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Improving yields key to boosting rice farmers' livelihoods

Peter Kagbo, project coordinator of a rural development association at the village of Masongbo near Makeni, in a rice field that is part of the cooperative he runs.
Harvesting rice in the village of Masongbo near Makeni, Sierra Leon (David Hecht/IRIN)

After spending Ksh35,000 (US$437) on his 0.4 hectare rice plantation - preparing the land, paying for water, transplanting the rice and hiring casual labour - Vincent Opiyo hopes to make Ksh65,000 ($812) when he sells the rice, which takes about three months to mature.

"I expect to harvest 25 bags [50kg each] from this [land] but I know I could get more if I were to improve the yield," Opiyo, 49, father of eight, told IRIN at the Ahero Rice Irrigation Scheme in Nyanza province.

In addition to the high costs of inputs, the farmers, who are "licensees" on trust land, struggle to access credit as they lack title deeds.

Were it not for what he earns working for the National Irrigation Board (NIB) - which runs the Ahero scheme - Opiyo would not meet the needs of his family from farming.

"Poverty is very high among many farmers under the Ahero scheme because they never make enough to cover needs such as school fees and payment for medicine when children fall sick; look at the structures we live in, most of them are semi-permanent," Opiyo said.

"Many of us do not even own a cow or some goats. Our father managed to [send] us to school from the proceeds of his [1.6ha] of rice, but for us, his children, it is no longer enough."

Low yields, better prospects

According to NIB, the average yield of Basmati rice at Ahero is 13-25 (75kg) bags per 0.4ha when it should be 20-30 bags; while the yield for Sindano rice is 15-30 bags, when it should be more than 30 bags.

At the start of operations in 1969, the Ahero Irrigation Scheme had 519 farmers, each with 1.6ha held on trust by the government. The farmers have since sub-divided their farms among their children but they are not allowed to sub-divide below 0.4ha or sell the land.

In 2009, a farmer-oriented funding arrangement, known as the Revolving Fund, was set up to support the farmers' production and marketing efforts.

Jacob Ongere, a farmer at the Ahero scheme and an extension officer with the Ministry of Agriculture, told IRIN that with the Revolving Fund and the government's Economic Stimulus Programme (ESP), things were now looking up.

"The profit that farmers are making is still way below average but we hope this will change with more funding and support in sectors such as marketing and capacity-building," he said.

Through the Revolving Fund Office, Ongere said, the Ahero farmers hope to boost their livelihoods by "exploiting agronomical practices" to improve their yields - transplanting on time and using pesticides and fungicides.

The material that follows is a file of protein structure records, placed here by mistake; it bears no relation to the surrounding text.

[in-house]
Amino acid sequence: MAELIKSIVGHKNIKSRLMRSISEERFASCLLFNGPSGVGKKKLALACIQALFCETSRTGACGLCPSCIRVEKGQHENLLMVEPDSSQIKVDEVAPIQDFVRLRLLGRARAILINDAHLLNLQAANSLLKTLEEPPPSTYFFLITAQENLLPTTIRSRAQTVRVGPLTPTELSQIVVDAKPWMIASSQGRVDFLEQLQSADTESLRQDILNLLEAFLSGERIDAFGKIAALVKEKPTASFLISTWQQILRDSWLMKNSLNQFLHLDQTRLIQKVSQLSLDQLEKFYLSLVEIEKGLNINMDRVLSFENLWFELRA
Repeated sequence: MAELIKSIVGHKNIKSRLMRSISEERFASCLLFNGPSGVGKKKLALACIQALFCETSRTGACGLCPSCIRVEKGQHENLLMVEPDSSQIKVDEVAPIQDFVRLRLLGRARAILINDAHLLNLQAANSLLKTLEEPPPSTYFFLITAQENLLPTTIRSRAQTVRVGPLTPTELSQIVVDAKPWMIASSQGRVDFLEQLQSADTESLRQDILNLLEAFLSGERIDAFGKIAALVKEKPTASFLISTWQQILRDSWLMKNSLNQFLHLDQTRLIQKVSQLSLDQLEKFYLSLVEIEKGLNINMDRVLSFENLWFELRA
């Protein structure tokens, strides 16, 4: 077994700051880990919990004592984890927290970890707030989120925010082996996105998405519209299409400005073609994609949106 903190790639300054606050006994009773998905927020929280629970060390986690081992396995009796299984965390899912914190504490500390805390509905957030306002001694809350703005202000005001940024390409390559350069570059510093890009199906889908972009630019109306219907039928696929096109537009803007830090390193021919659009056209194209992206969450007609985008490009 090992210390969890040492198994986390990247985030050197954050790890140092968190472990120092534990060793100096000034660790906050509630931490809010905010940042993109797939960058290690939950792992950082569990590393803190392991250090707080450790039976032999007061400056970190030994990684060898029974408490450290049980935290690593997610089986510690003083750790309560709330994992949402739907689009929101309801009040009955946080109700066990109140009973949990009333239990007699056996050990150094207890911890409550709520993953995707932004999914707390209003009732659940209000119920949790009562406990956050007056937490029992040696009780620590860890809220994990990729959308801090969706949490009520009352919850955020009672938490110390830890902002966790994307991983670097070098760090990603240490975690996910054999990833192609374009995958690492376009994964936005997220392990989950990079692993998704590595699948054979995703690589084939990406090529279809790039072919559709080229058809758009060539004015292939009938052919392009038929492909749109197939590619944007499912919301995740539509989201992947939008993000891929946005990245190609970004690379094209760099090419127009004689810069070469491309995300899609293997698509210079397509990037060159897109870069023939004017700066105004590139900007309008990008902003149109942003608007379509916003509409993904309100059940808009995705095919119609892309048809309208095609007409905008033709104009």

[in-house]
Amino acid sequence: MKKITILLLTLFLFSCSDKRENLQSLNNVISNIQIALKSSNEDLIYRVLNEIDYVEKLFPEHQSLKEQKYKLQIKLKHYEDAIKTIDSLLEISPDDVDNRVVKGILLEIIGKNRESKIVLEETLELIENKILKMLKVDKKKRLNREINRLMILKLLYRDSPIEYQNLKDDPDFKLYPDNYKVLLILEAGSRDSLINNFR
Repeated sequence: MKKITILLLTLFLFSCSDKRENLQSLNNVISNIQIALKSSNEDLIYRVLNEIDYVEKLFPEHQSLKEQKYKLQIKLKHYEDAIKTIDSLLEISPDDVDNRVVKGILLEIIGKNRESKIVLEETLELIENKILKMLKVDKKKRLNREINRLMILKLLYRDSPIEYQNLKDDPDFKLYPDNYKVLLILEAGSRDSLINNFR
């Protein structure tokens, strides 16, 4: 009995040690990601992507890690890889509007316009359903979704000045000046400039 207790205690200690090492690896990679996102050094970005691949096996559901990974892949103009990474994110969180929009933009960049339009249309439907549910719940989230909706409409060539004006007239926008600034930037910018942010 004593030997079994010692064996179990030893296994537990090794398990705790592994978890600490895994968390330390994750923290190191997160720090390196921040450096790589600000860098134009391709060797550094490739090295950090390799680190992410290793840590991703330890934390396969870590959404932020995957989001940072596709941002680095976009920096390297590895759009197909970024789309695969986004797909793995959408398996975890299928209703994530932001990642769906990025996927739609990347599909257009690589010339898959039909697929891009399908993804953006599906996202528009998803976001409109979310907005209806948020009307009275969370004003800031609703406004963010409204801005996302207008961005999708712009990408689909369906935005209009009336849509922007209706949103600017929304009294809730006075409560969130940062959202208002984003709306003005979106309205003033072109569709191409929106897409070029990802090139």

He added: “The situation is so bad right now such that we are in the harvesting season but the majority of farmers with children who sat their primary school examinations last year cannot afford to take their children to secondary boarding schools. The best they can do is send them to day schools because the charges are lower."

He urged the farmers to explore consolidation and adopt a group approach to reap better yields.

Devolving responsibility

Laban Kiplagat, senior NIB manager at Ahero, said NIB encouraged farmers to take greater responsibility of the scheme.

He said NIB was concentrating on its core business: "The NIB's core activities include provision of water and maintenance of irrigation infrastructure as well as management of farmers' organizations," Kiplagat said.

"Therefore, the NIB would be offloading production, marketing and capacity-building so that farmers can manage themselves better."

He said Nyanza had a potential to irrigate up to 200,000ha in its Lake Basin region.

Kiplagat said the farmers should embrace a culture of saving because "they tend to spend all they get from their harvests without proper planning for the high costs of operations - ploughing, water abstraction [pump-fed water supply] and tractors, which are costly to hire; and other inputs such as fertilizer and seed".

Increasing cropping frequency would also help farmers increase their earnings, he said. "Currently many farmers plant the rice crop once a year, meaning the land is in use for only four months and then lies fallow for the other eight months."

Kiplagat said NIB wanted to expand the scheme and to open up more swampy areas for irrigation.

"Under Vision 2030, some 40,000ha is expected to be put under irrigation per year, with the NIB having the responsibility of ensuring 30,000ha goes under irrigation," he said. "We hope to do this by exploring the introduction of more crops, such as seed maize, cotton, as well as horticulture, for irrigation."


This article was produced by IRIN News while it was part of the United Nations Office for the Coordination of Humanitarian Affairs. Please send queries on copyright or liability to the UN. For more information:

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